HARTFORD, Conn. (AP) — Officials are still working to replace the lab company that handles most of Connecticut’s state-run coronavirus testing, but they don’t plan to close any sites when the company retires at the end of the month, according to a newspaper article Saturday.
Meanwhile, Gov. Ned Lamont said Saturday that the state has distributed 3.1 million home testing kits over the past two weeks to cities, school systems, state employees and state employees. other groups over the past two weeks.
The change comes as cases rise in Connecticut, as in the United States as a whole, amid the spread of the super-infectious omicron variant of the virus.
State officials are talking with other labs but have not yet signed a plan to replace Sema4, the company that handles testing for 16 of the state’s roughly two dozen sites, the Department of Health said Friday. Public Health at the Connecticut Post. But he said the sites would continue to operate.
“At this time, there are no planned interruptions as part of the transition,” DPH spokesman Christopher Boyle told the newspaper. He said some locations may move “if that change better meets the needs of the community.”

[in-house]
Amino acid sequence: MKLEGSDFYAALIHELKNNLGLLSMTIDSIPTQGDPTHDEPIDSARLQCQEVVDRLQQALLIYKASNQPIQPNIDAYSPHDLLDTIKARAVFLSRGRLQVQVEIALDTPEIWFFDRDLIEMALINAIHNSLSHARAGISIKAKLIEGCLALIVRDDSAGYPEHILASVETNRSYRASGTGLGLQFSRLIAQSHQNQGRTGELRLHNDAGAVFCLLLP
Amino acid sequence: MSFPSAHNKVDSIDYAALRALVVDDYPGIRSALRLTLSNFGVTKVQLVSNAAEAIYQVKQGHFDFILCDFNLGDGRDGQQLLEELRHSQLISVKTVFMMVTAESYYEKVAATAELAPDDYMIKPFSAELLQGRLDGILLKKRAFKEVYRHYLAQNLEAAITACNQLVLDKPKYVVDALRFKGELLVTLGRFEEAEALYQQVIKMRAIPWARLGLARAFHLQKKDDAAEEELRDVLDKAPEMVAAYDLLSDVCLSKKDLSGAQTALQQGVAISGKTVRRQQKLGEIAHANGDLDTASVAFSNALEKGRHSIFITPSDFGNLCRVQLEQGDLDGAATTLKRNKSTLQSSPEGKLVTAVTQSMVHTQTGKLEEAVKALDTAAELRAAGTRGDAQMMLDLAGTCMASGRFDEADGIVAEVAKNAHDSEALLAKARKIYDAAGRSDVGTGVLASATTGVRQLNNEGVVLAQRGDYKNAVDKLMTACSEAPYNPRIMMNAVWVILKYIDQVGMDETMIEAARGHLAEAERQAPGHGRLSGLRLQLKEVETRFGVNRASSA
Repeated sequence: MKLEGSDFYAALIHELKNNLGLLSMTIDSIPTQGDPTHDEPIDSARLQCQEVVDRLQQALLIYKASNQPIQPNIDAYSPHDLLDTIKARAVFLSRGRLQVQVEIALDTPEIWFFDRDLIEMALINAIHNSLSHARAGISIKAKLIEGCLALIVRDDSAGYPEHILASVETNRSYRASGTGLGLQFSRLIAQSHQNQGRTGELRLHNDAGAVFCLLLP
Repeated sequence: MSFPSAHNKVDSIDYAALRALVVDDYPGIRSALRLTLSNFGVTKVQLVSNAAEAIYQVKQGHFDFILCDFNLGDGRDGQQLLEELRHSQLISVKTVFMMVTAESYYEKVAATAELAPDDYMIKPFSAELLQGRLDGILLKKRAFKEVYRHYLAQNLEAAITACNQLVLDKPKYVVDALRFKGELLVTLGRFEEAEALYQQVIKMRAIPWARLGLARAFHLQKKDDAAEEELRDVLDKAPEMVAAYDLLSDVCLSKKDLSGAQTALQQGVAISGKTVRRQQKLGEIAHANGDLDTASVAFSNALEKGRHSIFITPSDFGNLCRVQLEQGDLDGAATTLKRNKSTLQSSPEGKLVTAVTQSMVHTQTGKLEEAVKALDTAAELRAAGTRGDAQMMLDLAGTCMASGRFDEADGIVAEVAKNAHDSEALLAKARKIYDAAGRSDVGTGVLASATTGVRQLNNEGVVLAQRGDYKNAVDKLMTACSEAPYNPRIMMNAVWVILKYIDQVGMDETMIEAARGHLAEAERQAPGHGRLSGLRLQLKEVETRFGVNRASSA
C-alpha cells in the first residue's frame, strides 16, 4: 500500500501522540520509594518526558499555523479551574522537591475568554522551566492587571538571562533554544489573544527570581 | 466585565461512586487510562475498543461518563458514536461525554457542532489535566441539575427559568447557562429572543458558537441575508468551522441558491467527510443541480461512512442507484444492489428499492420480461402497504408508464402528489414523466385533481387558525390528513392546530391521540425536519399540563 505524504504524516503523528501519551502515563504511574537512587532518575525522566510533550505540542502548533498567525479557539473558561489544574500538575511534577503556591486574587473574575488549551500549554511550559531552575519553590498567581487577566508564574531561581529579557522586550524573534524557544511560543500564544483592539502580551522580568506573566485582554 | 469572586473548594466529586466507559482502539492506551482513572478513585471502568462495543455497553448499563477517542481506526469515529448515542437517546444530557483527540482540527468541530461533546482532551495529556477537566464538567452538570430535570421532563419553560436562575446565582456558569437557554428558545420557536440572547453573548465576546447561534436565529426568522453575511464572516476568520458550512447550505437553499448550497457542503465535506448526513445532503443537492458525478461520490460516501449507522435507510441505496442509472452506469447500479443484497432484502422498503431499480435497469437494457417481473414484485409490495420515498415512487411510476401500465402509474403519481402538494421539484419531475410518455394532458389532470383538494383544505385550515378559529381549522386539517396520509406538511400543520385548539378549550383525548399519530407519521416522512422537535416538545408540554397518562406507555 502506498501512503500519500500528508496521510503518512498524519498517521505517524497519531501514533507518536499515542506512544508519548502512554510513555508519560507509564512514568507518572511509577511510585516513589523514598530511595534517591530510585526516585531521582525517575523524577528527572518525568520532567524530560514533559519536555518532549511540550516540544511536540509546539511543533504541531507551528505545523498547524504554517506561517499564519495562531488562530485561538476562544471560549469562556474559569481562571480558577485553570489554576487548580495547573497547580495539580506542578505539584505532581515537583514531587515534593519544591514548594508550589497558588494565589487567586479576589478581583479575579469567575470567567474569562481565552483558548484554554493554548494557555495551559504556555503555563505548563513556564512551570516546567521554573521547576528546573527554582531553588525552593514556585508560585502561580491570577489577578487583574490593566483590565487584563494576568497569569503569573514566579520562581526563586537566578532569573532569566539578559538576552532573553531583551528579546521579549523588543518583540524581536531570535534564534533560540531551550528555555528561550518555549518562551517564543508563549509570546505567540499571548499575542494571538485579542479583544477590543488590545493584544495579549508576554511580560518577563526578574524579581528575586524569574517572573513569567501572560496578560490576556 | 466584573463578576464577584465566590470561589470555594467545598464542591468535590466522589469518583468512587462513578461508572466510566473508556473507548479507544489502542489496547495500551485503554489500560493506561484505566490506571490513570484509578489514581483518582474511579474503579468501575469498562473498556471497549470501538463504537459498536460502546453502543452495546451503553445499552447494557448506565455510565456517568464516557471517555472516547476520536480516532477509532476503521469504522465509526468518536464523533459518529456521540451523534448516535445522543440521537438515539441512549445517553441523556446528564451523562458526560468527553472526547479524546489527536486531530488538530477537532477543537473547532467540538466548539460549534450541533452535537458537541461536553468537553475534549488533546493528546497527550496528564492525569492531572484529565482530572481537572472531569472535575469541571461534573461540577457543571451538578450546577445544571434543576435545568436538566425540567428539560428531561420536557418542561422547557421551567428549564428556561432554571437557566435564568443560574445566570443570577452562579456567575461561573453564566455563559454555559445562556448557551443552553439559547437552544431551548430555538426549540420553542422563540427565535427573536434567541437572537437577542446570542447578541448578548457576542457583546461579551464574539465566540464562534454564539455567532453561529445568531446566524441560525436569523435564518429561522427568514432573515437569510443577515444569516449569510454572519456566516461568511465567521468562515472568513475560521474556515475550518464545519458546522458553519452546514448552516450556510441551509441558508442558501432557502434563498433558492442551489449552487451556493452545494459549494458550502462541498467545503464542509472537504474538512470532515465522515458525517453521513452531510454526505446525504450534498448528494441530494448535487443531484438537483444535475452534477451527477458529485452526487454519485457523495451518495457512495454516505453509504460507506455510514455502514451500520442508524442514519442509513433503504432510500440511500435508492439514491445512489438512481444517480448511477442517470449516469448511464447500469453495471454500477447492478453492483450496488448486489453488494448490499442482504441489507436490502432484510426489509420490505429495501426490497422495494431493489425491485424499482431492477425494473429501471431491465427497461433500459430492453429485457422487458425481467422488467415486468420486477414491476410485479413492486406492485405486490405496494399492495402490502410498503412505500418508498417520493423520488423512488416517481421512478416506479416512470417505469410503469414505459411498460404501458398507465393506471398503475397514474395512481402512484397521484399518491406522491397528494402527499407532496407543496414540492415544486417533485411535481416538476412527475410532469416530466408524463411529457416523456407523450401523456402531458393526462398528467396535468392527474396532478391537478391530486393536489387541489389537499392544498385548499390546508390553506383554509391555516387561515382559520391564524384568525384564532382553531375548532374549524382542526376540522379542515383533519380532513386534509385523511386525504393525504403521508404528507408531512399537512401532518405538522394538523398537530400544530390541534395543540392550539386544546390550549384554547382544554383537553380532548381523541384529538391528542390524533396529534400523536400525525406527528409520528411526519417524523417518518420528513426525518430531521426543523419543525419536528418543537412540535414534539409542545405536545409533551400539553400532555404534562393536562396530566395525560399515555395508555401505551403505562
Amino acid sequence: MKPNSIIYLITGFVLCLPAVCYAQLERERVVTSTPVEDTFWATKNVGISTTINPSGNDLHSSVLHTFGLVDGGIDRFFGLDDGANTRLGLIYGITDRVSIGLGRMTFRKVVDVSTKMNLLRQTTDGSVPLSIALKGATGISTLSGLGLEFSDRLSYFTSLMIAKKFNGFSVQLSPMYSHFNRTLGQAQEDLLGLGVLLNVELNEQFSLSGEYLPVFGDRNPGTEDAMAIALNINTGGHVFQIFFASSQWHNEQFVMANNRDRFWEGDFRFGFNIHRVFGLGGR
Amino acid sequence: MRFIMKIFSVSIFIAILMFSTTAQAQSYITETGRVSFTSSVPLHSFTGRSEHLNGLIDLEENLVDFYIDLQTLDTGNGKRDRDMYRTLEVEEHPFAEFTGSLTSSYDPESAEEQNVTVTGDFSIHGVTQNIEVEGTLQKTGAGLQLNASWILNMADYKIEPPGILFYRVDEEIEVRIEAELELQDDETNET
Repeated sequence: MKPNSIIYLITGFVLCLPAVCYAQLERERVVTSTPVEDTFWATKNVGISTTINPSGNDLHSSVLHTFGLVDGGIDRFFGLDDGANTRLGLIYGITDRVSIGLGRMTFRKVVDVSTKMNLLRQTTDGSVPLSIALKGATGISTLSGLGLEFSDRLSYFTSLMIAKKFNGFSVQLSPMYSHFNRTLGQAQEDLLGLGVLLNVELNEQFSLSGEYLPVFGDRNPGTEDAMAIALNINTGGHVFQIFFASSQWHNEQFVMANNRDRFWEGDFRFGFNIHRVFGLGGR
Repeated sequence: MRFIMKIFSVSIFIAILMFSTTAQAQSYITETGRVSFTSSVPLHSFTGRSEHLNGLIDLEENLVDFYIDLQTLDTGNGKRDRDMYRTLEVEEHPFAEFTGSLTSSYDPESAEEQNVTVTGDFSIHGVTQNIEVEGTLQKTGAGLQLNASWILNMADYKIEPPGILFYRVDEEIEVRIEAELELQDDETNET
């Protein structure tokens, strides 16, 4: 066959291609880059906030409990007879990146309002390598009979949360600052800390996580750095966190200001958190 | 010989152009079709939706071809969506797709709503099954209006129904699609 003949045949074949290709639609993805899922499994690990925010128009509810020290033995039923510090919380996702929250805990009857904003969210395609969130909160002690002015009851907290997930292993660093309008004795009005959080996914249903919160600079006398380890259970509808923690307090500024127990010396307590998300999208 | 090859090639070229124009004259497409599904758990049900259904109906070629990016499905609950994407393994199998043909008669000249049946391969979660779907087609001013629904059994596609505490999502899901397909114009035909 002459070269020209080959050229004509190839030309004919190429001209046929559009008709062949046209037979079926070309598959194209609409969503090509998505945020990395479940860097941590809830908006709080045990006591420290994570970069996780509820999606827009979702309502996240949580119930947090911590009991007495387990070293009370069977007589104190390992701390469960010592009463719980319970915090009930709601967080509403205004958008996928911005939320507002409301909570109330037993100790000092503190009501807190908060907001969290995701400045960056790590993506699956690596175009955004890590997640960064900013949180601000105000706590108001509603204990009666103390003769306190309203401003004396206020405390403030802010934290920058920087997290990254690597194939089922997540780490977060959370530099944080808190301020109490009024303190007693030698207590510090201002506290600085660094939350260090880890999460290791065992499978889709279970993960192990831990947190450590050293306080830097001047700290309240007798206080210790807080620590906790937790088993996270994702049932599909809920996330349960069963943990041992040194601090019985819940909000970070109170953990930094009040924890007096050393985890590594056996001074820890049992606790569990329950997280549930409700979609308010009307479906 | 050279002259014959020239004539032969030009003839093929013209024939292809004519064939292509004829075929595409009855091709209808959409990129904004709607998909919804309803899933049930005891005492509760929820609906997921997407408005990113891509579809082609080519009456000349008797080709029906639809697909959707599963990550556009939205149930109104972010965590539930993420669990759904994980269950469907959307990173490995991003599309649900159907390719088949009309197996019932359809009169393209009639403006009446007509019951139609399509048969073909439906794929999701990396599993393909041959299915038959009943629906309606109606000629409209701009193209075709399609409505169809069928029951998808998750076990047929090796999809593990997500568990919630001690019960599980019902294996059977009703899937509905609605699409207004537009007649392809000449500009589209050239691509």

Stamford-based Sema4 told investors and state officials last month that it would halt COVID-19 testing in mid-January and return to focusing on genomic testing, its core business. Sema4 then agreed to continue coronavirus testing until the end of this month.
The company has handled about two-thirds of the roughly 25,000 tests state-run sites have conducted in recent weeks, according to data provided to Hearst Connecticut Media.
There are other testing options, such as pharmacies and home testing. The state plans to obtain and distribute thousands more self-test kits in the coming days, said Lamont, a Democrat.
Yet state sites are crucial for some communities.
In Kent, a small town near the New York border, the next closest testing location is a 40-minute drive or more away, said Jean Speck, head of the city’s council of elected officials.
Demand for testing at the Kent site roughly quadrupled during the omicron surge, prompting the decision to extend the site’s opening hours, she told the newspaper.
“I’m doing everything I can to keep it open,” she said, praising the state and Sema4 for their work.
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